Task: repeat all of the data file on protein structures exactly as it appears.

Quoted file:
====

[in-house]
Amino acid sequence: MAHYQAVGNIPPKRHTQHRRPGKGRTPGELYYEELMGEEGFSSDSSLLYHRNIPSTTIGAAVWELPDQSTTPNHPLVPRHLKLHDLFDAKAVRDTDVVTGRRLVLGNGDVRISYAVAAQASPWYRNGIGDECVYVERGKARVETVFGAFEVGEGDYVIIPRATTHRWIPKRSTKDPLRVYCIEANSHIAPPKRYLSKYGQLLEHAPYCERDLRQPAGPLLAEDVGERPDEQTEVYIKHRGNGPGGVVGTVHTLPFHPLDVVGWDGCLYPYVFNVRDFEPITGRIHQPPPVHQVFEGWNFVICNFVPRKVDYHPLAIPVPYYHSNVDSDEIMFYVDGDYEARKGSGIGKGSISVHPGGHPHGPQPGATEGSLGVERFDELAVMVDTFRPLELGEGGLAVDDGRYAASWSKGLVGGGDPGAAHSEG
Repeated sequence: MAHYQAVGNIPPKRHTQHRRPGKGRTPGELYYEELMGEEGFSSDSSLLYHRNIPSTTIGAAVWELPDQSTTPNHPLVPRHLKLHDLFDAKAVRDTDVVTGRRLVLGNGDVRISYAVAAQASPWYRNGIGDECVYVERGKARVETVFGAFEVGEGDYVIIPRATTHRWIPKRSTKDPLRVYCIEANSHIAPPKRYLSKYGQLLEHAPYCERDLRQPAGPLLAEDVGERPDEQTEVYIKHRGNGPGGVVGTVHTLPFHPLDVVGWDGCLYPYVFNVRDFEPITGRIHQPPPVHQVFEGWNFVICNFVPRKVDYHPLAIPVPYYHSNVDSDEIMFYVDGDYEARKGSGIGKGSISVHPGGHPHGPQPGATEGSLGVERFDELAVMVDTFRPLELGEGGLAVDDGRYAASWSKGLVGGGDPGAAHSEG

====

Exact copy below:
[in-house]
Amino acid sequence: MAHYQAVGNIPPKRHTQHRRPGKGRTPGELYYEELMGEEGFSSDSSLLYHRNIPSTTIGAAVWELPDQSTTPNHPLVPRHLKLHDLFDAKAVRDTDVVTGRRLVLGNGDVRISYAVAAQASPWYRNGIGDECVYVERGKARVETVFGAFEVGEGDYVIIPRATTHRWIPKRSTKDPLRVYCIEANSHIAPPKRYLSKYGQLLEHAPYCERDLRQPAGPLLAEDVGERPDEQTEVYIKHRGNGPGGVVGTVHTLPFHPLDVVGWDGCLYPYVFNVRDFEPITGRIHQPPPVHQVFEGWNFVICNFVPRKVDYHPLAIPVPYYHSNVDSDEIMFYVDGDYEARKGSGIGKGSISVHPGGHPHGPQPGATEGSLGVERFDELAVMVDTFRPLELGEGGLAVDDGRYAASWSKGLVGGGDPGAAHSEG
Repeated sequence: MAHYQAVGNIPPKRHTQHRRPGKGRTPGELYYEELMGEEGFSSDSSLLYHRNIPSTTIGAAVWELPDQSTTPNHPLVPRHLKLHDLFDAKAVRDTDVVTGRRLVLGNGDVRISYAVAAQASPWYRNGIGDECVYVERGKARVETVFGAFEVGEGDYVIIPRATTHRWIPKRSTKDPLRVYCIEANSHIAPPKRYLSKYGQLLEHAPYCERDLRQPAGPLLAEDVGERPDEQTEVYIKHRGNGPGGVVGTVHTLPFHPLDVVGWDGCLYPYVFNVRDFEPITGRIHQPPPVHQVFEGWNFVICNFVPRKVDYHPLAIPVPYYHSNVDSDEIMFYVDGDYEARKGSGIGKGSISVHPGGHPHGPQPGATEGSLGVERFDELAVMVDTFRPLELGEGGLAVDDGRYAASWSKGLVGGGDPGAAHSEG